It is of course, fair to note the places where Wilder believes Obama has fallen short. But Wilder’s failure to mention the significant differences, in reception and in push-back, for a white president who Toni Morrison found to be “black” and an actual black man in the White House, suggests that race and racism are no more real than the characters in Morrison’s books. And surely, Wilder doesn’t believe that.
By birth and life experience, Clinton cannot lay claim to the title of first black president — as Morrison knighted him. But Obama needs to work harder to make it less obvious that Clinton, in governing deed, actually deserves it more that the 44th president does.
But he fails to back up his contention that Clinton earned the title. Many blacks (including members of the CBC) took issue with Clinton’s signing of welfare reform. Clinton’s “the end of big government” included ending the Glass-Steagall protections that kept banks from gambling at the Wall Street casino, which paved the way for devastating losses that have disproportionately harmed black homeowners.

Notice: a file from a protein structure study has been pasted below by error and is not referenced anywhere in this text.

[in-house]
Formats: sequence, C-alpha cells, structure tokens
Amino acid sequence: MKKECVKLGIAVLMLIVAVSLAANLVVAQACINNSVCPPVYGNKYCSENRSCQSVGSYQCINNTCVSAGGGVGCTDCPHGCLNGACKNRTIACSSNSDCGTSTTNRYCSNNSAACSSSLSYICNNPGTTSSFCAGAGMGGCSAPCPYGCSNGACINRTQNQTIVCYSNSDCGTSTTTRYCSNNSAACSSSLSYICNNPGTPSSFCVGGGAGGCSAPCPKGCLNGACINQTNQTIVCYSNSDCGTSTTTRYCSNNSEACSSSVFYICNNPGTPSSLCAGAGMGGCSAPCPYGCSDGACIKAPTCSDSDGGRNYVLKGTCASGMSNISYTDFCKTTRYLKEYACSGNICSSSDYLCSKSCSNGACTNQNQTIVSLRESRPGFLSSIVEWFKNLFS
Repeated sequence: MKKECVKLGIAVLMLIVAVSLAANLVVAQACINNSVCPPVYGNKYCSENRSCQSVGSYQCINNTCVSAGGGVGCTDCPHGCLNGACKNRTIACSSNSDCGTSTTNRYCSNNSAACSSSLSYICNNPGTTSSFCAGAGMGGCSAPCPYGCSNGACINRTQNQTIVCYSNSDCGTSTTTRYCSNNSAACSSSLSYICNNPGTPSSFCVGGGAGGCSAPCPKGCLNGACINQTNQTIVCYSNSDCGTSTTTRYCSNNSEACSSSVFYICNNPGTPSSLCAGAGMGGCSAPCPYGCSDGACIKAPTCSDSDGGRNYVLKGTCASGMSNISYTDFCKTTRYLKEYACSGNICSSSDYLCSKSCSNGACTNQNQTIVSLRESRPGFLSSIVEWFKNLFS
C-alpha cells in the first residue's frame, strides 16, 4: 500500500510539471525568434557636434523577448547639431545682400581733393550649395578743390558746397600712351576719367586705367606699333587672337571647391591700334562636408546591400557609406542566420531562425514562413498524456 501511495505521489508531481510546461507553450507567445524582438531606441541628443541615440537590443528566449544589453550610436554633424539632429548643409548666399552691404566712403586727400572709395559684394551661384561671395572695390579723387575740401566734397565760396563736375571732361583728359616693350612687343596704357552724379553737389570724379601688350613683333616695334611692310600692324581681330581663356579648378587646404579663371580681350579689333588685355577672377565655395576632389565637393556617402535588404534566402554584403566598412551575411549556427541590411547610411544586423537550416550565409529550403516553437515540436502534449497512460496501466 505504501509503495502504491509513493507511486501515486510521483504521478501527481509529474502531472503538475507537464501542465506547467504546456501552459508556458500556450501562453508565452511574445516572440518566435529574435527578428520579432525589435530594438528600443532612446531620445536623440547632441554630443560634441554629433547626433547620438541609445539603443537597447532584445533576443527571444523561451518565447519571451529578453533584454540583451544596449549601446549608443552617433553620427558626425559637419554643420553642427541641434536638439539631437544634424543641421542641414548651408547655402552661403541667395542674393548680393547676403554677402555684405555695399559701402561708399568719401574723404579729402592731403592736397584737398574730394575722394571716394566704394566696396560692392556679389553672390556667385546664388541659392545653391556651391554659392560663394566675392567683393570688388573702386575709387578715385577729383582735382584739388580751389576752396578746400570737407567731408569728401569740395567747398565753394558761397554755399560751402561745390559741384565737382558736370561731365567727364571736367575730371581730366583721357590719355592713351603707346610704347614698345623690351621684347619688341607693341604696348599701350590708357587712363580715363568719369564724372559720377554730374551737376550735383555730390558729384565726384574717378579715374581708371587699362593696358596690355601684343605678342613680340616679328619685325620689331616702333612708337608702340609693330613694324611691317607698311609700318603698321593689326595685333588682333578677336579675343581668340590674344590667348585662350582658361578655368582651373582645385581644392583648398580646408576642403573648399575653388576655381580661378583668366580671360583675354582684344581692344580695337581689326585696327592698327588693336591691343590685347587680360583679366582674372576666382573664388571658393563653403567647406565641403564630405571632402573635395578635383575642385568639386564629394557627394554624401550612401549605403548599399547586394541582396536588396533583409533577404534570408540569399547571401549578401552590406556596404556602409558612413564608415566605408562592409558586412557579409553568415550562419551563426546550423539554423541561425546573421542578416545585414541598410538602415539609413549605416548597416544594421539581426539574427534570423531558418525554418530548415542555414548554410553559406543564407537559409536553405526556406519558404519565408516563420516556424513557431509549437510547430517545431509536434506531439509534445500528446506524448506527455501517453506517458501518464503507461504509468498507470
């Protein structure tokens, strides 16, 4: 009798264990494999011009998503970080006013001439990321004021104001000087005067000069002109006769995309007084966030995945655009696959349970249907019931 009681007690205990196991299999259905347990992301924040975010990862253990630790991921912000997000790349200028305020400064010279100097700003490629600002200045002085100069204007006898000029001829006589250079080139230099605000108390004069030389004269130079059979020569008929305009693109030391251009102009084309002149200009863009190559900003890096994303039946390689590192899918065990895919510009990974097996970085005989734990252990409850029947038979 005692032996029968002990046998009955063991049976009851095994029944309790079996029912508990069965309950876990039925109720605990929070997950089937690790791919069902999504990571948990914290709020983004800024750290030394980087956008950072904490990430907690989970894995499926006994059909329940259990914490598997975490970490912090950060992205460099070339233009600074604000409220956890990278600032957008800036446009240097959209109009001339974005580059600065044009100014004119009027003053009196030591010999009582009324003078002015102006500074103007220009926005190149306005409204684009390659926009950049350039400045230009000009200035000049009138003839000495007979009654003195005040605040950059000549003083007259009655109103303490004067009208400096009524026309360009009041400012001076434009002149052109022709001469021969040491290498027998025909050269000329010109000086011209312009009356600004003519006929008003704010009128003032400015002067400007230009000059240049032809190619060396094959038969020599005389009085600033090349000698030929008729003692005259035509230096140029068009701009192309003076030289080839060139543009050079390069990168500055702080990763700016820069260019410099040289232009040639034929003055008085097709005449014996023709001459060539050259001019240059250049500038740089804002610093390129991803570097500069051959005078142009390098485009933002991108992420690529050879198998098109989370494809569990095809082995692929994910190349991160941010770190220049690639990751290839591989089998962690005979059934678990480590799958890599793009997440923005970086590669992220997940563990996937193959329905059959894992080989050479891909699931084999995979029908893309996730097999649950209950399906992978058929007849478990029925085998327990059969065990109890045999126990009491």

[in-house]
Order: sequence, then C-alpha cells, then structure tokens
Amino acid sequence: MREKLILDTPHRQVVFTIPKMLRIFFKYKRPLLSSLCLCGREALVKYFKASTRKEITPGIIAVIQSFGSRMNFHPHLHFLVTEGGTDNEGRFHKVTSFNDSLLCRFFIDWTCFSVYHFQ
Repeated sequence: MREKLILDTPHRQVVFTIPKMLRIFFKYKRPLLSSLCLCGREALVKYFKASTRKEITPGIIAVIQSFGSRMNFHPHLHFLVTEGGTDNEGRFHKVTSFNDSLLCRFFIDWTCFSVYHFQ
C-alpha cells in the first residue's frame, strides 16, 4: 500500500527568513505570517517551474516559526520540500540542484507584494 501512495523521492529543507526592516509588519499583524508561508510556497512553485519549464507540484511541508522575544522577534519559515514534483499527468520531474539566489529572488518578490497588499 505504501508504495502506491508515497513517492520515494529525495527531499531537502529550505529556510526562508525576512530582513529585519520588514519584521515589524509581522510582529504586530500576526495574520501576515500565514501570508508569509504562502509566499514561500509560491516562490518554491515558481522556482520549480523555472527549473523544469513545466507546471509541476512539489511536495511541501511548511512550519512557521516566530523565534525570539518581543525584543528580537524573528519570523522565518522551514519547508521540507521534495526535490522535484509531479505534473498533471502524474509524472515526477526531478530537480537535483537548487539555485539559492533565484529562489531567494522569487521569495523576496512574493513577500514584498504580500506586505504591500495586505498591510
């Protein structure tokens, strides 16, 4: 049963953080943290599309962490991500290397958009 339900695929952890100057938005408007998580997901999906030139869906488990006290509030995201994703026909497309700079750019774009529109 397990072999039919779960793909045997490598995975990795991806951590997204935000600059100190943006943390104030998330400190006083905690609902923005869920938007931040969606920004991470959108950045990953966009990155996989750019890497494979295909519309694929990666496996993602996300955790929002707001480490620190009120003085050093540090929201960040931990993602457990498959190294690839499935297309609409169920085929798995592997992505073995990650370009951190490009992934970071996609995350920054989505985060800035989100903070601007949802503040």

Clinton achieved a great deal during his presidency, and cultivated a warm relationship with black America (and with Africa.) But the idea that he exhibited more “blackness” than Obama because of civil service hires is a stretch.
Appointments are fine, but the real barriers to blacks entering the higher echelons of power remain electoral. As historian Eric Foner pointed out in a January 24 article for The Nation, the vast majority of blacks who have achieved power in the U.S. have done so through appointments. Wilder was one of only four black governors in U.S. history, and two of those were appointed (P. B. S. Pinchback, who served briefly in Louisiana during Reconstruction,) or succeeded someone else (Gov. David Patterson of New York.) There is still not a single African-American serving in the United States Senate, and in all, there have been just six.
Obama can expand the ranks of blacks in government through appointments. He can set a positive example of black manhood, fatherhood and leadership as president. He can put in place policies that benefit Americans overall, and which have inherent benefit to black families — something the administration would argue they have done. But in the end, his administration is temporary. If a legacy of black achievement is to be left behind for the long term, it will have to do be done by voters.